Although we have found no reports of toxicity for this species, a number of ferns contain carcinogens so some caution is advisable
Many ferns also contain thiaminase, an enzyme that robs the body of its vitamin B complex. In small quantities this enzyme will do no harm to people eating an adequate diet that is rich in vitamin B, though large quantities can cause severe health problems. The enzyme is destroyed by heat or thorough drying, so cooking the plant will remove the thiaminase
Root - cooked. An emergency food, used when all else fails
Young shoots (often called croziers) - cooked
. The young tender stems can be peeled and the centre portion eaten
. An emergency food, it is only used when all else fails
. It is also chewed to alleviate thirst on long journeys
A good ground cover plant
. Relatively slow growing but succeeding in the dense shade of trees
There are no material uses listed for Blechnum spicant.
The leaflets have been chewed in the treatment of internal cancer, lung disorders and stomach problems
The fronds are used externally as a medicine for skin sores.
A decoction of the root has been used in the treatment of diarrhoea
Spores - best sown as soon as they are ripe on the surface of a humus-rich sterilized soil. Keep the compost moist, preferably by putting a plastic bag over the pot. Pot on small clumps of plantlets as soon as they are large enough to handle and keep humid until they are well established. Overwinter for the first year in a greenhouse and plant outside in late spring or early summer.
Division in spring or autumn. Larger divisions can be planted straight into their permanent positions whilst smaller clumps are best potted up and kept in a cold frame until they are growing away well.
Practical Plants is currently lacking information on propagation instructions of Blechnum spicant. Help us fill in the blanks! Edit this page to add your knowledge.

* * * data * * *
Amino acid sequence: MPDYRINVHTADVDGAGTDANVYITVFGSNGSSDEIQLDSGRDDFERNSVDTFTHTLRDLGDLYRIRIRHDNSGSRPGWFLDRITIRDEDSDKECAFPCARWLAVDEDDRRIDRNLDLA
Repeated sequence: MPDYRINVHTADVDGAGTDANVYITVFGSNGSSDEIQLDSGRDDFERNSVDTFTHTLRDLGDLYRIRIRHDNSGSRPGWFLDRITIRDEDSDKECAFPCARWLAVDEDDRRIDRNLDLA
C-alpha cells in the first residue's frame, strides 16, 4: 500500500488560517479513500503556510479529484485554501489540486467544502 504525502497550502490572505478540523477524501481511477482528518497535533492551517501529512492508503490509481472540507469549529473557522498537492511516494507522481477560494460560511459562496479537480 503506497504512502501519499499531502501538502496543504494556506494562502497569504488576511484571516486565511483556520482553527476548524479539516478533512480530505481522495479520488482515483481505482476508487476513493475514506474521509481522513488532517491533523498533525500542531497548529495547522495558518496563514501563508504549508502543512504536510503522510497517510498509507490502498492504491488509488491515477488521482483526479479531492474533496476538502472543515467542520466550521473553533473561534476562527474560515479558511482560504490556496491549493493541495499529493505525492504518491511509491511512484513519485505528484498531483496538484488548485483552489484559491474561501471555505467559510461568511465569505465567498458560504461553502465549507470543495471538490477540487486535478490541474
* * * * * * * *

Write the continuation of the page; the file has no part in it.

A calcifuge plant
, it prefers a moist shady nook in the rock garden or a position in open woodland in a moist soil
. Succeeds in quite dense tree shade if the soil is moist
. Prefers a moist position and a northerly aspect but succeeds in sun and in clay soils
A polymorphic and very ornamental species, there are several named varieties.
Members of this genus are rarely if ever troubled by browsing deer
Problems, pests & diseases
Associations & Interactions
There are no interactions listed for Blechnum spicant. Do you know of an interaction that should be listed here? edit this page to add it.
Polycultures & Guilds
There are no polycultures listed which include Blechnum spicant.
This table shows all the data stored for this plant.
Material uses & Functions
Native Climate Zones
Adapted Climate Zones
Native Geographical Range
Root Zone Tendancy
? 1.01.11.21.31.41.5 Huxley. A. The New RHS Dictionary of Gardening. 1992. MacMillan Press ISBN 0-333-47494-5 (1992-00-00)
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? 3.03.13.23.3 Kunkel. G. Plants for Human Consumption. Koeltz Scientific Books ISBN 3874292169 (1984-00-00)
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? 6.06.1 Thomas. G. S. Plants for Ground Cover J. M. Dent & Sons ISBN 0-460-12609-1 (1990-00-00)
? 7.07.1 Royal Horticultural Society. Ground Cover Plants. Cassells. ISBN 0-304-31089-1 (1989-00-00)
? 8.08.1 Clapham, Tootin and Warburg. Flora of the British Isles. Cambridge University Press (1962-00-00)
? 9.09.19.2 F. Chittendon. RHS Dictionary of Plants plus Supplement. 1956 Oxford University Press (1951-00-00)
? Thomas. G. S. Perennial Garden Plants J. M. Dent & Sons, London. ISBN 0 460 86048 8 (1990-00-00)
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